Israel Temporarily Cuts Power in Parts of West Bank, Citing Unpaid Palestinian Debt

Israel Electric Corporation says the power outages in Nablus and Jenin, which lasted nearly an hour, was a warning over large sums of money owed to the company by Palestinians.

Jack Khoury
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Israel Electric Corp.’s Hadera power station.
Israel Electric Corp.’s Hadera power station.Credit: Tal Cohen
Jack Khoury

Israel's national electricity company on Monday cut off power for one hour to large parts of Nablus and Jenin, the two biggest Palestinian cities in the northern West Bank, saying the blackout was a warning over unpaid bills.

The company said it was owed large sums of money by Northern Electric, a Palestinian firm which buys electricity from Israel and distributes it to towns and villages in the northern West Bank.

The head of the board of directors of Northern Electric and the mayor of Nablus, Ghassan Shaka, said 18 municipal councils in the Nablus and Jenin area were cut off for about one hour, as an initial warning, causing disruptions in factories and companies.

Dozens of people were also stranded in elevators.

Shaka called on Palestinian citizens to pay their debts to Northern Electric, so that it would be able to pay its debt to the Israeli electricity company.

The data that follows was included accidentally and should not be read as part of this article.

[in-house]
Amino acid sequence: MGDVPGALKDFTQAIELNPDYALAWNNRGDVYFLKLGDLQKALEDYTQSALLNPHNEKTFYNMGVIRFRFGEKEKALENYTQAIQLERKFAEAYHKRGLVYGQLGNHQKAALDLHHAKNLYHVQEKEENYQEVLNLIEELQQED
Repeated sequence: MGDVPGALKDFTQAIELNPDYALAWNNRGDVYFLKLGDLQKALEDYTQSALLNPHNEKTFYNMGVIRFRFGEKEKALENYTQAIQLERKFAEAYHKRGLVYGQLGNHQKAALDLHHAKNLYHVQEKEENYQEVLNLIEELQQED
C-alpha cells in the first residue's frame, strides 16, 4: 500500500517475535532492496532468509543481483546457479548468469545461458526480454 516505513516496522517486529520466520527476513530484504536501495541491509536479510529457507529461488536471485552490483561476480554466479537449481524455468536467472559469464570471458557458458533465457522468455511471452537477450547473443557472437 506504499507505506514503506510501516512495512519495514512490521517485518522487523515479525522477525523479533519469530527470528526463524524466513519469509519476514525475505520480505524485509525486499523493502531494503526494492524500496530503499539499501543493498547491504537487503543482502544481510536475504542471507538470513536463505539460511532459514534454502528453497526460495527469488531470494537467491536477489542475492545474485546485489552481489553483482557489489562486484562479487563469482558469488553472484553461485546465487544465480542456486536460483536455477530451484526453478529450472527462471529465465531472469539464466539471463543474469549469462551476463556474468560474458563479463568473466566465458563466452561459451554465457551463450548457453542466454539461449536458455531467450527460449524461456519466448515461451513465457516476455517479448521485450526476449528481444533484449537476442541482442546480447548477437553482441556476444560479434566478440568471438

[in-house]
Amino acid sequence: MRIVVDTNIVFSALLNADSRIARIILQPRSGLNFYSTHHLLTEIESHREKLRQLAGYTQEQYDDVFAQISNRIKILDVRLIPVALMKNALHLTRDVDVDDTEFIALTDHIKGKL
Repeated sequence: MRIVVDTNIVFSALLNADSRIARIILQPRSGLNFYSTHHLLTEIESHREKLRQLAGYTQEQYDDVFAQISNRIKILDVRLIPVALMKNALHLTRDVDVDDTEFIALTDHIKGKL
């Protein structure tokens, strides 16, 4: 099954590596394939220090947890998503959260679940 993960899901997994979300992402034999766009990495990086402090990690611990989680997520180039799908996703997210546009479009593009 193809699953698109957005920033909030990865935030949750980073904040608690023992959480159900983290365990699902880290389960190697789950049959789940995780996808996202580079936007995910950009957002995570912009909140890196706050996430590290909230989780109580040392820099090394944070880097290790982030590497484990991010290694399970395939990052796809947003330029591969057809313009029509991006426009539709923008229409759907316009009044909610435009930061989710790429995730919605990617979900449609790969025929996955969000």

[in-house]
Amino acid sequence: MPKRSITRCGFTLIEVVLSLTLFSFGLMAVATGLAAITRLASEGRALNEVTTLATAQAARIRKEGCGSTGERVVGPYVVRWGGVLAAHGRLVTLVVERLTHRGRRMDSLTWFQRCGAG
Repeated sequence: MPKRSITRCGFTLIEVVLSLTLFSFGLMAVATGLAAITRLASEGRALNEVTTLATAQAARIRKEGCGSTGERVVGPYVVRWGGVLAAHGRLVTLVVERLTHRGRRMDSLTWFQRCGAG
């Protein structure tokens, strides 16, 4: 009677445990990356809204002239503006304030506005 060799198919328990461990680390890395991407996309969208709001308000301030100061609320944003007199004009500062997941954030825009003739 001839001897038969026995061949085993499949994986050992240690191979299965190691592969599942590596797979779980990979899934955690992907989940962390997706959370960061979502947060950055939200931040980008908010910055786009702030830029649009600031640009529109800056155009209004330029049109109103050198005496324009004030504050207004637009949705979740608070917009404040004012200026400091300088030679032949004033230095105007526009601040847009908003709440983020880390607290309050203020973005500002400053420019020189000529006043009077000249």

The Israeli electrical company said in a statement the Palestinian Authority and Palestinian companies owed it 1.9 billion shekels ($487 million) and that it had sent many notices warning of the pending step.

"The Israel Electric Corp. is committed to operate under the law to reduce the debt," the electric company said in a statement. "The Electric Corp. is compelled to act so as not to increase the debt beyond 2 billion shekels."

Electric company officials said the move was meant to pressure the Palestinian Authority to either collect the debt or at least reduce it. They said the company has also petitioned the High Court of Justice to require the state to reach an agreement to resolve the debt. The hearing is scheduled for April.

Palestinian officials have warned that if the Israeli government does not transfer frozen tax revenues collected on behalf of the Palestinians, the Palestinian Authority would break off security coordination with Israel.

Israel collects customs on goods that enter the Palestinian territories via its ports and airport. It has frozen the transfer of that money as "punishment" for "unilateral moves" by the Palestinians, including requests to join international organizations.

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